On January 11, 2021, the U.S. Supreme Court vacated the US Court of Appeals for the Second Circuit’s ruling in the insider trading case United States v. Blaszczak—discussed in our prior briefing. In that case, the Second Circuit held i) that the government need not demonstrate that the tipper received a “personal benefit” to prove fraud in an insider trading case under Title 18 of the US Code, and ii) that confidential information may constitute “property” when held by a government agency such that misappropriation of that information can be prosecuted as fraud (in Blaszczak, the relevant information was an upcoming ruling by the Centers for Medicare & Medicaid Services regarding the reimbursement rates for certain radiation oncology treatments). We predicted that this decision could lead to more aggressive insider trading enforcement, including in cases involving confidential government information.
The Supreme Court has now ordered the Second Circuit to reconsider its Blaszczak decision in light of the Supreme Court’s ruling in the “Bridgegate” case, United States v. Kelly. There, the Supreme Court found that two politicians’ scheme to limit access to a bridge connecting New York City to New Jersey did not qualify as wire fraud because its goal was not to obtain money or property. Specifically, the Supreme Court determined that the government’s interest in exercising its regulatory power—in Kelly, its authority to allocate lanes for drivers accessing the George Washington Bridge—did not constitute “property” for purposes of the federal criminal fraud statutes at 18 U.S.C. §§ 666, 1343 (theft or bribery concerning federally funded programs; wire fraud). Thus, the issue for reconsideration in Blaszczak will be whether confidential government information (the oncology treatment reimbursement rates) constitutes “property” under 18 U.S.C. §§ 1343, 1348 (wire fraud and securities fraud).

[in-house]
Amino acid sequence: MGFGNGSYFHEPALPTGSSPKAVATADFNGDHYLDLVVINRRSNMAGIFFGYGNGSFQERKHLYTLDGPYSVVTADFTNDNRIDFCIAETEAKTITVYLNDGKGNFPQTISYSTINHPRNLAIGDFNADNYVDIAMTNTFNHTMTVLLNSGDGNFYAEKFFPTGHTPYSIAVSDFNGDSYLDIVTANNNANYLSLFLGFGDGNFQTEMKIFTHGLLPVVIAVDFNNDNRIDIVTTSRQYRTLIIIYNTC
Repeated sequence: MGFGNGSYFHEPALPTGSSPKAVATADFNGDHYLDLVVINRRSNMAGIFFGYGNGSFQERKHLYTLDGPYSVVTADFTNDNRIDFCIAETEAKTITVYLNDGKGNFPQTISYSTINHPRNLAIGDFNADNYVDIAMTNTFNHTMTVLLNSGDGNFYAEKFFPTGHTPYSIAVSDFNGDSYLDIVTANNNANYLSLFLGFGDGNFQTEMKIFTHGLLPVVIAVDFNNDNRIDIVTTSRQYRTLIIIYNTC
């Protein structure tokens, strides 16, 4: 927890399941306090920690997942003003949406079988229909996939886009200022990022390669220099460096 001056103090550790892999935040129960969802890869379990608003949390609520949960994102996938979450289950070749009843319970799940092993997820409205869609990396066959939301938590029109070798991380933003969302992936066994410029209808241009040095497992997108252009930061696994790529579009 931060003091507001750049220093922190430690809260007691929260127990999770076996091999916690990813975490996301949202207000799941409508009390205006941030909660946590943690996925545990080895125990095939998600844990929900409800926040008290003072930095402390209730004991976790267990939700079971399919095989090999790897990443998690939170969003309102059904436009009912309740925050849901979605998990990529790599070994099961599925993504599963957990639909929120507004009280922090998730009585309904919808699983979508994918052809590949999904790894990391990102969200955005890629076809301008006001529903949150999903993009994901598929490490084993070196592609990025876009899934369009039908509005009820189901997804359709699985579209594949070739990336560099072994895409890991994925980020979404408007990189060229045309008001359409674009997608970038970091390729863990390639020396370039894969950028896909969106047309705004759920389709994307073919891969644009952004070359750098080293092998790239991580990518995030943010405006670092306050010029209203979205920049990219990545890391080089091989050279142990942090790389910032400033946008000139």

Although the Kelly decision does not affect the Second Circuit’s “personal benefit” analysis, the Second Circuit may not have the opportunity to reach that question again if it overrules its earlier decision after revisiting the definition of government “property.” If the Second Circuit changes its position on the “property” question in light of Kelly, it will remain an open question if, in order to obtain an insider-trading conviction under Title 18, the government must demonstrate a personal benefit to the tipper.